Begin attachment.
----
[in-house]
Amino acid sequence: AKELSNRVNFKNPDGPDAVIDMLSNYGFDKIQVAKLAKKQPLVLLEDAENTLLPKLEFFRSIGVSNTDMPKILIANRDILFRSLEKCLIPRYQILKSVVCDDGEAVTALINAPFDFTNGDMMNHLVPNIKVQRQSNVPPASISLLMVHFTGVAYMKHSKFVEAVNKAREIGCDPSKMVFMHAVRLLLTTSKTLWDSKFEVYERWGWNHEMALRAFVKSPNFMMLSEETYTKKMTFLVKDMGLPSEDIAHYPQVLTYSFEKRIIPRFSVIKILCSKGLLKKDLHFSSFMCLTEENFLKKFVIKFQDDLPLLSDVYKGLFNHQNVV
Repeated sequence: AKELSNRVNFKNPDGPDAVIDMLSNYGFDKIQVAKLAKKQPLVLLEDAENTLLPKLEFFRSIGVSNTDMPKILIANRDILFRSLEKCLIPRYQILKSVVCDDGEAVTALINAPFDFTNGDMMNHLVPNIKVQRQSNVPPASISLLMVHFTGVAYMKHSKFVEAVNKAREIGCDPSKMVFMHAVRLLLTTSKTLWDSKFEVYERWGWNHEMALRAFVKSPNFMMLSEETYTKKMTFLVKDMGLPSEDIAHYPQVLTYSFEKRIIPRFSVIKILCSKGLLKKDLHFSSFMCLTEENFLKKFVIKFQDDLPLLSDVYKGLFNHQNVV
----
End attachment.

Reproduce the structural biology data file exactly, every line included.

[in-house]
Amino acid sequence: AKELSNRVNFKNPDGPDAVIDMLSNYGFDKIQVAKLAKKQPLVLLEDAENTLLPKLEFFRSIGVSNTDMPKILIANRDILFRSLEKCLIPRYQILKSVVCDDGEAVTALINAPFDFTNGDMMNHLVPNIKVQRQSNVPPASISLLMVHFTGVAYMKHSKFVEAVNKAREIGCDPSKMVFMHAVRLLLTTSKTLWDSKFEVYERWGWNHEMALRAFVKSPNFMMLSEETYTKKMTFLVKDMGLPSEDIAHYPQVLTYSFEKRIIPRFSVIKILCSKGLLKKDLHFSSFMCLTEENFLKKFVIKFQDDLPLLSDVYKGLFNHQNVV
Repeated sequence: AKELSNRVNFKNPDGPDAVIDMLSNYGFDKIQVAKLAKKQPLVLLEDAENTLLPKLEFFRSIGVSNTDMPKILIANRDILFRSLEKCLIPRYQILKSVVCDDGEAVTALINAPFDFTNGDMMNHLVPNIKVQRQSNVPPASISLLMVHFTGVAYMKHSKFVEAVNKAREIGCDPSKMVFMHAVRLLLTTSKTLWDSKFEVYERWGWNHEMALRAFVKSPNFMMLSEETYTKKMTFLVKDMGLPSEDIAHYPQVLTYSFEKRIIPRFSVIKILCSKGLLKKDLHFSSFMCLTEENFLKKFVIKFQDDLPLLSDVYKGLFNHQNVV